Scoring System Advocated to Assess Chronic Pain

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Eighteen percent of the patients noted chronic pain after four months.
Eighteen percent of the patients noted chronic pain after four months.

An extensive physical examination and a correlated scoring system, as opposed to just clinical factors alone, may paint a more comprehensive picture when assessing a patient's chronic pain following a surgery.

Antonio Montes Perez, MD, PhD, of the department of anesthesiology, Hospital de Mar in Barcelona, Spain, and colleagues followed 2,929 patients undergoing either a hernia repair, hysterectomy or thoracotomy at four, 12 and 24 months after surgery.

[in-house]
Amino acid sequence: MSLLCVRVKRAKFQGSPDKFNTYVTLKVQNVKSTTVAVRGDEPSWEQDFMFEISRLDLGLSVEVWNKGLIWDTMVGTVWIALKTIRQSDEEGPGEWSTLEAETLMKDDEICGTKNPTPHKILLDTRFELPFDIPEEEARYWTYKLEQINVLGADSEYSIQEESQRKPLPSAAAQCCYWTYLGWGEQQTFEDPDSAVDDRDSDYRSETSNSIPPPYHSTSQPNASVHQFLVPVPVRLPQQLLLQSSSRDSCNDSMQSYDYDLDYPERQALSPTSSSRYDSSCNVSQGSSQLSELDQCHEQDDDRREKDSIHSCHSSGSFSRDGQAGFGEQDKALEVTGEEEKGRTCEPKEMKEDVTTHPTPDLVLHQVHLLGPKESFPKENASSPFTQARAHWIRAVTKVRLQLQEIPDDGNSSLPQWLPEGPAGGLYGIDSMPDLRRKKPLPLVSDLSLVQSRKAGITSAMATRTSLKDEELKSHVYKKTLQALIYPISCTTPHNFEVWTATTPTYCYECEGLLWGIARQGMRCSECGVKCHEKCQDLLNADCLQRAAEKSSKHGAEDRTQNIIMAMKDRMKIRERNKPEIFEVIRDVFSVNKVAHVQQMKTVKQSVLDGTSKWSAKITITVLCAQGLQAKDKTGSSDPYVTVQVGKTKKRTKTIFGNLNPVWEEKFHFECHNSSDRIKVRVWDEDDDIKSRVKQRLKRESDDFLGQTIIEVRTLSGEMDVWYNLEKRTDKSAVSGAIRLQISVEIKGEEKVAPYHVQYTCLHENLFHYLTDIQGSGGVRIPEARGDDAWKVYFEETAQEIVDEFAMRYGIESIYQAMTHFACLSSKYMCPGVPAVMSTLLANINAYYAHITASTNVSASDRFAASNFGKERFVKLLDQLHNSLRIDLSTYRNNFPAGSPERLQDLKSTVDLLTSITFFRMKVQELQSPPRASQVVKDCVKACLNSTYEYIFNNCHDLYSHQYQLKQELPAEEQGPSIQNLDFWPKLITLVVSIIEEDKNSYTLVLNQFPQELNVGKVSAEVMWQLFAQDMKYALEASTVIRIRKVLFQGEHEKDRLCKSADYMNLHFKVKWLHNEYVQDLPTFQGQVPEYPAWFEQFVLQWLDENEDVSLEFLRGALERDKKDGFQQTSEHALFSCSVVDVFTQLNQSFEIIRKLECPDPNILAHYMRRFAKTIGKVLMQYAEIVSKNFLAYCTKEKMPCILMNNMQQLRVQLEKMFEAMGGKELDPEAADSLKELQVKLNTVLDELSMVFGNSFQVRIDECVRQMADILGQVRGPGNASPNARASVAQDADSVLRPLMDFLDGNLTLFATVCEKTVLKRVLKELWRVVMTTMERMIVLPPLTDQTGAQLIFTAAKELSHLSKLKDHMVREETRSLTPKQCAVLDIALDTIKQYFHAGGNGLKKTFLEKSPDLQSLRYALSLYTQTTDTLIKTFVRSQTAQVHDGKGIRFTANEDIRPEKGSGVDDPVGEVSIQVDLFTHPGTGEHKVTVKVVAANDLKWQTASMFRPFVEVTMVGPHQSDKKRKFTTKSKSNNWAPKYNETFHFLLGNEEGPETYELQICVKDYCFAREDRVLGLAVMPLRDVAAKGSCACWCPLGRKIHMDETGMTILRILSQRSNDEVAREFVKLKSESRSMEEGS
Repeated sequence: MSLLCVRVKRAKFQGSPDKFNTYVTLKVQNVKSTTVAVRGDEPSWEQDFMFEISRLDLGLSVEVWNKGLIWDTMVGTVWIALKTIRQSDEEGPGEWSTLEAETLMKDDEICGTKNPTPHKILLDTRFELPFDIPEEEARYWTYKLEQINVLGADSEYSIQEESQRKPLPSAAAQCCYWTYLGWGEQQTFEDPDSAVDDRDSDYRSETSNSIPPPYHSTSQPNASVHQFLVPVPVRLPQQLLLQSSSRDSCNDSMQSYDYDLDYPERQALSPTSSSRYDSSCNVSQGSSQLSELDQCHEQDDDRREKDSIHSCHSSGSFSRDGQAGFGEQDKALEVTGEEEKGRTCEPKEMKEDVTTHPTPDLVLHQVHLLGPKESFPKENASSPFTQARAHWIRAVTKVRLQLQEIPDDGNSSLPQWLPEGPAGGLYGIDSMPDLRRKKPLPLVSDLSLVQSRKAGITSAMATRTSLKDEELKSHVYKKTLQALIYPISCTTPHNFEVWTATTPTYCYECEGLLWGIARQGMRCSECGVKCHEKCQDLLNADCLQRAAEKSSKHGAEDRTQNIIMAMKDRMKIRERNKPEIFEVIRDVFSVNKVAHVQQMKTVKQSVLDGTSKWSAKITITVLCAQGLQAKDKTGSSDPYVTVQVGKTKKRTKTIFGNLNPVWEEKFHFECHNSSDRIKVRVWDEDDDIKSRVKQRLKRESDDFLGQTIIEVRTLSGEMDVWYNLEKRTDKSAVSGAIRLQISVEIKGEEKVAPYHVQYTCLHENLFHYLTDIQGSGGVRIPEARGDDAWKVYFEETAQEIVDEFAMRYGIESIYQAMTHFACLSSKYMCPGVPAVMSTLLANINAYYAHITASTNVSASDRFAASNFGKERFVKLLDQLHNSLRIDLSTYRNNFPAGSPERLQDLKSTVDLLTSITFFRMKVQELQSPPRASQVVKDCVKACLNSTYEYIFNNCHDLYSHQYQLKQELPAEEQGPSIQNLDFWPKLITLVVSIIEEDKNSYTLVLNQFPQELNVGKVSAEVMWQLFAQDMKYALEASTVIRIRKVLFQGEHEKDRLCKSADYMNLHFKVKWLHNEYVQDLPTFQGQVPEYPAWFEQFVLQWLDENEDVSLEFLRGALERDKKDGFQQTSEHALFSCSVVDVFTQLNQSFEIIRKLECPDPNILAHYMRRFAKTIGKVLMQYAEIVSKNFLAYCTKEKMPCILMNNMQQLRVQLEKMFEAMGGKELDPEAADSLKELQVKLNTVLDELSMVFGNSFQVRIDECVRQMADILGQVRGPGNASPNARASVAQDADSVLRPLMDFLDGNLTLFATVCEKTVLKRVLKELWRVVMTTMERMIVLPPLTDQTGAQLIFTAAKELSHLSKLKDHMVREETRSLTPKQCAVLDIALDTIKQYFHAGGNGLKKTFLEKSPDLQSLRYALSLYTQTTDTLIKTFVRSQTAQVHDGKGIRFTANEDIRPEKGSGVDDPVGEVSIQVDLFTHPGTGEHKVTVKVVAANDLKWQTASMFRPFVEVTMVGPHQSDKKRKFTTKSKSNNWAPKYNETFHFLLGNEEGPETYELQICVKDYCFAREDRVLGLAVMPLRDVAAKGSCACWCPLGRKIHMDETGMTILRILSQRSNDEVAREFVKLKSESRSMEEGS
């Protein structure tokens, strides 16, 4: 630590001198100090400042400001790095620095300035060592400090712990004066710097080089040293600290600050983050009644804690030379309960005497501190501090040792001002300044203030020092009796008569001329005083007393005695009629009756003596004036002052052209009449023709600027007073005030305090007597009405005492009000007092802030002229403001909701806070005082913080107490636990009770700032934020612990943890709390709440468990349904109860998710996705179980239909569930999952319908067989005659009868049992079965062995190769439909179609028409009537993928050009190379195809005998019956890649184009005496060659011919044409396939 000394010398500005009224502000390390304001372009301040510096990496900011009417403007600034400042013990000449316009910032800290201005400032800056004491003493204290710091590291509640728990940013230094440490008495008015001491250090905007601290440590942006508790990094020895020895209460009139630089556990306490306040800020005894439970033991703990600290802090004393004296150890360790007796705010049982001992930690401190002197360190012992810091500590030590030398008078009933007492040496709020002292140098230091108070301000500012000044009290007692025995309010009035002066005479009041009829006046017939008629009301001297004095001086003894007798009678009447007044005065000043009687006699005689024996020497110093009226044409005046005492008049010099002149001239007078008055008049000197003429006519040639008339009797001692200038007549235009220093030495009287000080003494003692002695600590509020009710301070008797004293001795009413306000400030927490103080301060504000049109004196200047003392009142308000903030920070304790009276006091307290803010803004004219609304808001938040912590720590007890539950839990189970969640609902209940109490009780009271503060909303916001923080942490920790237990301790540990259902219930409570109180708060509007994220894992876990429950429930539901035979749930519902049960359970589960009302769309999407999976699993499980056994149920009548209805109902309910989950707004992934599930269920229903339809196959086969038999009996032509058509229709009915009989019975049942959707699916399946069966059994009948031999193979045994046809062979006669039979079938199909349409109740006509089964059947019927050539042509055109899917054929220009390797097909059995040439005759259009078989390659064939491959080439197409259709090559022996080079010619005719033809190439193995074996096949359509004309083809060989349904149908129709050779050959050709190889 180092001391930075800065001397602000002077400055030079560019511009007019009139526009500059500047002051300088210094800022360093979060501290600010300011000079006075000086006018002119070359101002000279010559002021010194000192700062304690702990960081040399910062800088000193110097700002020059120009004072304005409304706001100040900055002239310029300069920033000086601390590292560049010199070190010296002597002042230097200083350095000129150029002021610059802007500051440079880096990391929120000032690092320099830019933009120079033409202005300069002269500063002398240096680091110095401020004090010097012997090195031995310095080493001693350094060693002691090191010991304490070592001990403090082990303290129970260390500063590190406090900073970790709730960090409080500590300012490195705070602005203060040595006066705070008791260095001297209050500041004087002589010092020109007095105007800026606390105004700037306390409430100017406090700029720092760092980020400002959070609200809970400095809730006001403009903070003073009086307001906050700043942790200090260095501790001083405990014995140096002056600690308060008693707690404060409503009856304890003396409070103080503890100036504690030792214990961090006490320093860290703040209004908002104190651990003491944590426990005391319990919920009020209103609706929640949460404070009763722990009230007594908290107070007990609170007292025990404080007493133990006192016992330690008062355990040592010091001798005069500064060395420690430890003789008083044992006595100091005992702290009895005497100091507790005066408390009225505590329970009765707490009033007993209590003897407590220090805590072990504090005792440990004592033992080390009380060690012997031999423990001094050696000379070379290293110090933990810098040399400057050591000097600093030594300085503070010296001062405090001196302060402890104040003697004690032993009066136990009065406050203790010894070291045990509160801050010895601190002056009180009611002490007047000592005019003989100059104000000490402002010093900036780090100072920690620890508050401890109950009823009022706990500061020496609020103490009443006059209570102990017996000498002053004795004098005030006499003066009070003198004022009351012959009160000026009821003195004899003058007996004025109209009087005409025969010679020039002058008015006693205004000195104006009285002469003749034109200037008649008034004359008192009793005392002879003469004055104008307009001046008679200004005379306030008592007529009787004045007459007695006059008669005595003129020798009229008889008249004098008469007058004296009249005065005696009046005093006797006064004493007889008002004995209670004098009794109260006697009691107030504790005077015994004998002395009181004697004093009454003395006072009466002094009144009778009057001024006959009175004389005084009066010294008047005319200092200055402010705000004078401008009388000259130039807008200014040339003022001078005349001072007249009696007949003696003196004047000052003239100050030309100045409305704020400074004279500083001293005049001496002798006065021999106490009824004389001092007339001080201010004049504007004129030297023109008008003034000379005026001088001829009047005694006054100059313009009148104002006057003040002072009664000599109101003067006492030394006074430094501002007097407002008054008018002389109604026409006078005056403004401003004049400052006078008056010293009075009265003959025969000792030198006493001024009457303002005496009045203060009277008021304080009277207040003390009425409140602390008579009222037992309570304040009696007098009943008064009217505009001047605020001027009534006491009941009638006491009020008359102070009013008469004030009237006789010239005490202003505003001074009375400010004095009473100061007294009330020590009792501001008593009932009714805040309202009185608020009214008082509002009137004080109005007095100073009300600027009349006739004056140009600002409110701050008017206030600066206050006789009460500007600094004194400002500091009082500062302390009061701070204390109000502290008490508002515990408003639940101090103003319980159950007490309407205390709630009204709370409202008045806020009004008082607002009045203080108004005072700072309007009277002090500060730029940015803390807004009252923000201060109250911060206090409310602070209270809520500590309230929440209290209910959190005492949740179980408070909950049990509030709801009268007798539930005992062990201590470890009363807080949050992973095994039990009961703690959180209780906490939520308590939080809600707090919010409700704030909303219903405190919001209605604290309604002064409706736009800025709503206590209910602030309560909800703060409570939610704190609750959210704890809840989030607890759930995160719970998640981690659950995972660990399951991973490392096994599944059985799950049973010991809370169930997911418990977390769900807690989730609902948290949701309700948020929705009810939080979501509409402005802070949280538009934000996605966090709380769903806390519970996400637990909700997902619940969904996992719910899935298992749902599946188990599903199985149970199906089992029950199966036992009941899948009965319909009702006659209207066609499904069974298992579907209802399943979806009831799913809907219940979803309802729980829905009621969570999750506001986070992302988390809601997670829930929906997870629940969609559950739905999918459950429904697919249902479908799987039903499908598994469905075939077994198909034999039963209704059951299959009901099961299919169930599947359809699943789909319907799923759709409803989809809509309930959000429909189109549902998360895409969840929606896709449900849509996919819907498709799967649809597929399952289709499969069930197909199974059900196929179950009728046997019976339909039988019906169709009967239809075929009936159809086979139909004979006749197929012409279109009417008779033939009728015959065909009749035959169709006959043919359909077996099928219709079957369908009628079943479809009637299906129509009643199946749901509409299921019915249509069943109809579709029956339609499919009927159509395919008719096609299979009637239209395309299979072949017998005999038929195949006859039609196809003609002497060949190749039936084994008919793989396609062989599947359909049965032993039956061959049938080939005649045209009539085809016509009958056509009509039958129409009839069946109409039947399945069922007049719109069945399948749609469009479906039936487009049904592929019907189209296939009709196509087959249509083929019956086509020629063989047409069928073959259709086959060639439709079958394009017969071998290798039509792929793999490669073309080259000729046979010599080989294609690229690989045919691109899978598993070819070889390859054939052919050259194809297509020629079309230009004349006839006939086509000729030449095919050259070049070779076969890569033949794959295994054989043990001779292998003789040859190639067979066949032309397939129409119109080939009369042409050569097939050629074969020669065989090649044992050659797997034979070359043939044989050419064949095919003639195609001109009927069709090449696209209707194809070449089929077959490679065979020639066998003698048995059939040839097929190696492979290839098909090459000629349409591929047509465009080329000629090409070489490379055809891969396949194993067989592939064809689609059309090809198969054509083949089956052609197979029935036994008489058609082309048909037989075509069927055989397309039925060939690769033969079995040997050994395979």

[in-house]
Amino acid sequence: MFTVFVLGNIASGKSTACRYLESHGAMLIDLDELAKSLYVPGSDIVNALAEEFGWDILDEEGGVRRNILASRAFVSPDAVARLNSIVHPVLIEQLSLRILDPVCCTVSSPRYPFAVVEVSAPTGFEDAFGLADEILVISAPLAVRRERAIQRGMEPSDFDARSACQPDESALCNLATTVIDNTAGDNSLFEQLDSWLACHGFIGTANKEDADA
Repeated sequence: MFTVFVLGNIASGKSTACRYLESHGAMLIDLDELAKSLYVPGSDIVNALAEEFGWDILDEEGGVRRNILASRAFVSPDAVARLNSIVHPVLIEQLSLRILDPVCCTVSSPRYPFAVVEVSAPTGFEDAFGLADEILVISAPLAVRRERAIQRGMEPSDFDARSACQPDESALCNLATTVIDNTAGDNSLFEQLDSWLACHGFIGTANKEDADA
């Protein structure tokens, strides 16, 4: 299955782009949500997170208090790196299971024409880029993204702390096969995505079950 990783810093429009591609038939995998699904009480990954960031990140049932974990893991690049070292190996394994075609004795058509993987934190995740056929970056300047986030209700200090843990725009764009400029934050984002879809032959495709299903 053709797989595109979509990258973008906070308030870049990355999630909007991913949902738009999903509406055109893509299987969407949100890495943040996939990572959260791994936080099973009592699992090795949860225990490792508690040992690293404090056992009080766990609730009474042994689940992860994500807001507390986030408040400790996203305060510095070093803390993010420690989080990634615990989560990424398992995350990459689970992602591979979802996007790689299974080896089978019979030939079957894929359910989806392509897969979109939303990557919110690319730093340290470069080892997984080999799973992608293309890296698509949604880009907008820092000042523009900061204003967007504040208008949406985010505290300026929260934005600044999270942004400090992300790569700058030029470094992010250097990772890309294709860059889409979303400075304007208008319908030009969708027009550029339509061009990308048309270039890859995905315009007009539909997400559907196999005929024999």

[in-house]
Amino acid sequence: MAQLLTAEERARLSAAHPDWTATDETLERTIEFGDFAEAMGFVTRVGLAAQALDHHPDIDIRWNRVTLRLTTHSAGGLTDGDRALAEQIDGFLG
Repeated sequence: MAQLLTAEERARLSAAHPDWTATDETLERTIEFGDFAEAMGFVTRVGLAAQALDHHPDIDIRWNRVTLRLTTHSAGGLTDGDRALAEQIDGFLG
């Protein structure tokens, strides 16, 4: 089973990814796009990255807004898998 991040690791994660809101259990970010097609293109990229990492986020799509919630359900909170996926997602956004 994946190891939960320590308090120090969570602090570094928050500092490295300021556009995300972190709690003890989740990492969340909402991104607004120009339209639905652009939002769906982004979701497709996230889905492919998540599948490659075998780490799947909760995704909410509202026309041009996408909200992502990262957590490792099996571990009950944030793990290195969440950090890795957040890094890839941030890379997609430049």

Eighteen percent of the patients noted chronic pain after four months, and 5.2% noted chronic pain after 24 months.

The scoring system was developed based on six predictors among the patients in the study:

• Age 

• Type of surgery 

• Mental health status 

• Physical health status

• Preoperative pain in the surgical area and 

• Preoperative pain in another area.

The researchers said this risk scoring can facilitate discussions on addressing the pain during the recover, and setting a schedule to monitor pain, with follow up visits.

Reference

1. Montes A. Anesthesiology. 2015; doi:10.1097/ALN.0000000000000611

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